- Longer intervals could open the risk of people getting infected after one shot, but it may also sway some people who are concerned about myocarditis and side effects to take the shot.
- In the Philippines, health authorities have yet to make any amendments to current dose intervals for mRNA vaccines.
To more promising developments in vaccine related news: another COVID-19 vaccine may soon be available to millions all over the world, while the WHO announced plans to put up a training hub in South Korea to teach low and middle income countries how to produce mRNA vaccines.
- A protein-based vaccine developed by Sanofi and GlaxoSmithKline showed strong efficacy and safety in Phase 3 trials. A press release from the companies indicated their vaccine demonstrated 100% efficacy against severe COVID-19 disease and hospitalization, while efficacy against symptomatic infection was around 58%.
- The numbers, the firms said, were in line with expected efficacies considering the various variants in circulation.
- The Sanofi and GSK vaccine is similar to Novavax’s, which is also a protein-based shot. The vaccine uses a more traditional platform that touts less side effects but similar efficacies compared to leading mRNA shots.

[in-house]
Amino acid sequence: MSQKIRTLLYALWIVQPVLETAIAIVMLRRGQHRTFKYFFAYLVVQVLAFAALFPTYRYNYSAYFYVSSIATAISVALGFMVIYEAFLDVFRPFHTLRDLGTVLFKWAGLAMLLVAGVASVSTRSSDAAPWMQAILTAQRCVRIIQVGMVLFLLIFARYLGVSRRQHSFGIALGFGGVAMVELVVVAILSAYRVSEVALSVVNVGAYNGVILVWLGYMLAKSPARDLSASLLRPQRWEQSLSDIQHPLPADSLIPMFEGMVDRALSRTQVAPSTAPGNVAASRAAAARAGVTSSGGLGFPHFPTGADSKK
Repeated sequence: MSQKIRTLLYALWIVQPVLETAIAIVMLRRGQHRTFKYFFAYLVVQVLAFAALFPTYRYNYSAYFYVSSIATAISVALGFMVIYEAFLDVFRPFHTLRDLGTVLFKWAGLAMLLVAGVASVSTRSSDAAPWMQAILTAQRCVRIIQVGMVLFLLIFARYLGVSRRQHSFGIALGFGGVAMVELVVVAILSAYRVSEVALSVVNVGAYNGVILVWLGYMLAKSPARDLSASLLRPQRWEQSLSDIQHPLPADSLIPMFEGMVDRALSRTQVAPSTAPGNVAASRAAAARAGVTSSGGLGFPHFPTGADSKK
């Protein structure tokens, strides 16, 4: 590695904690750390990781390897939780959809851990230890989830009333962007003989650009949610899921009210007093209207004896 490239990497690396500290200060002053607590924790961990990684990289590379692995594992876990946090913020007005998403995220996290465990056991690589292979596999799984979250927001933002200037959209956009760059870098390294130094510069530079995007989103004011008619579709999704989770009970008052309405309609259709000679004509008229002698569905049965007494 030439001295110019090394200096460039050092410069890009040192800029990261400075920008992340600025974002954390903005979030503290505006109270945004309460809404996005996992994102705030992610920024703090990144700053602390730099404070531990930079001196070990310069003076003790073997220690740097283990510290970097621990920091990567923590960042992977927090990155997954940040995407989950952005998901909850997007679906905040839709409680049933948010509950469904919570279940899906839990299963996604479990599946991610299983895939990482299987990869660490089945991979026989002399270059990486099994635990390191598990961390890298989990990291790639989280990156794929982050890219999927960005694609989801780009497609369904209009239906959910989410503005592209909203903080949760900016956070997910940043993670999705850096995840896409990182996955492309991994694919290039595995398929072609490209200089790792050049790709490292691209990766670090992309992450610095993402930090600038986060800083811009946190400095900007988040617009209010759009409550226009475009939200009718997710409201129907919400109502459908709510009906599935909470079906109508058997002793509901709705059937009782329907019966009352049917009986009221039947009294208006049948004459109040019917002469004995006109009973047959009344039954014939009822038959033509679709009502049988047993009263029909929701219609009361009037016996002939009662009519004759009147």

- As for the WHO’s plans to establish a vaccine manufacturing training hub, the South Korean health ministry said around 370 people from around the world may be trained as early as July.
- The New York Times reported the hub would operate in facilities already training companies based in South Korea and would complement the WHO’s technology transfer hub in South Africa.
- The WHO earlier sought to reverse-engineer the mRNA vaccine to share technology with low- to middle-income countries, after cooperation with Pfizer and Moderna was unsuccessful.
- The Times added the agency had so far chosen Bangladesh, Egypt, Indonesia, Kenya, Nigeria, Pakistan, Senegal, Serbia, South Africa, Tunisia, and Vietnam to receive mRNA technology.
- The effort is aimed at addressing vaccine inequality and the shortage of skilled workers in the industry.
In case you missed it: Health officials are looking to increase house-to-house and mobile vaccination activities after the country reached a “saturation point” where vaccinations have dropped from 1 million a day to less than 500,000.